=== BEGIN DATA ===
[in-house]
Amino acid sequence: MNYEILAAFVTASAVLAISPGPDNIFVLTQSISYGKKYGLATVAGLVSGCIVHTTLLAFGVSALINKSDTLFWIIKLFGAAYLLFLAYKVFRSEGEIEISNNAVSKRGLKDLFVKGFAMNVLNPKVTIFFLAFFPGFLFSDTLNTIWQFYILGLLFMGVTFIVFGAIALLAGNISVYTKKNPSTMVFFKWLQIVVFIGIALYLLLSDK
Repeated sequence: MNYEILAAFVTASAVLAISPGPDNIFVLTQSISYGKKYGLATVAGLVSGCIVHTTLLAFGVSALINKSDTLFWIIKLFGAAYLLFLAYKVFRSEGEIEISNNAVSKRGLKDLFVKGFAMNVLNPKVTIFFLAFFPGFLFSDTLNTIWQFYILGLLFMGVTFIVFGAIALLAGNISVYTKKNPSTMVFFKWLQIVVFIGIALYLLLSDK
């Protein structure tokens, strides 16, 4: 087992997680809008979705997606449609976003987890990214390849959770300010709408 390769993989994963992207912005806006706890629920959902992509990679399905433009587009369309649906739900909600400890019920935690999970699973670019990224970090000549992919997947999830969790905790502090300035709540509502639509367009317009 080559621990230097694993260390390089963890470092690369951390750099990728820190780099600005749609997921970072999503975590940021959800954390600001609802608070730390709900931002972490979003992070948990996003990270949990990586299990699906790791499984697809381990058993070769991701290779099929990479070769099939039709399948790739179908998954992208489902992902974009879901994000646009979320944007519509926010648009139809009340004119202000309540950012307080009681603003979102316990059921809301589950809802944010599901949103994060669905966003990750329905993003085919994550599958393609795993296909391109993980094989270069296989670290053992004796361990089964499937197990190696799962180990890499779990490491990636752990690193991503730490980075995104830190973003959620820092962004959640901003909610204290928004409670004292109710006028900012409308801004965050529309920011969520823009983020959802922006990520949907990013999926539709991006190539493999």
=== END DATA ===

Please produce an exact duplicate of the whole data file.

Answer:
[in-house]
Amino acid sequence: MNYEILAAFVTASAVLAISPGPDNIFVLTQSISYGKKYGLATVAGLVSGCIVHTTLLAFGVSALINKSDTLFWIIKLFGAAYLLFLAYKVFRSEGEIEISNNAVSKRGLKDLFVKGFAMNVLNPKVTIFFLAFFPGFLFSDTLNTIWQFYILGLLFMGVTFIVFGAIALLAGNISVYTKKNPSTMVFFKWLQIVVFIGIALYLLLSDK
Repeated sequence: MNYEILAAFVTASAVLAISPGPDNIFVLTQSISYGKKYGLATVAGLVSGCIVHTTLLAFGVSALINKSDTLFWIIKLFGAAYLLFLAYKVFRSEGEIEISNNAVSKRGLKDLFVKGFAMNVLNPKVTIFFLAFFPGFLFSDTLNTIWQFYILGLLFMGVTFIVFGAIALLAGNISVYTKKNPSTMVFFKWLQIVVFIGIALYLLLSDK
């Protein structure tokens, strides 16, 4: 087992997680809008979705997606449609976003987890990214390849959770300010709408 390769993989994963992207912005806006706890629920959902992509990679399905433009587009369309649906739900909600400890019920935690999970699973670019990224970090000549992919997947999830969790905790502090300035709540509502639509367009317009 080559621990230097694993260390390089963890470092690369951390750099990728820190780099600005749609997921970072999503975590940021959800954390600001609802608070730390709900931002972490979003992070948990996003990270949990990586299990699906790791499984697809381990058993070769991701290779099929990479070769099939039709399948790739179908998954992208489902992902974009879901994000646009979320944007519509926010648009139809009340004119202000309540950012307080009681603003979102316990059921809301589950809802944010599901949103994060669905966003990750329905993003085919994550599958393609795993296909391109993980094989270069296989670290053992004796361990089964499937197990190696799962180990890499779990490491990636752990690193991503730490980075995104830190973003959620820092962004959640901003909610204290928004409670004292109710006028900012409308801004965050529309920011969520823009983020959802922006990520949907990013999926539709991006190539493999």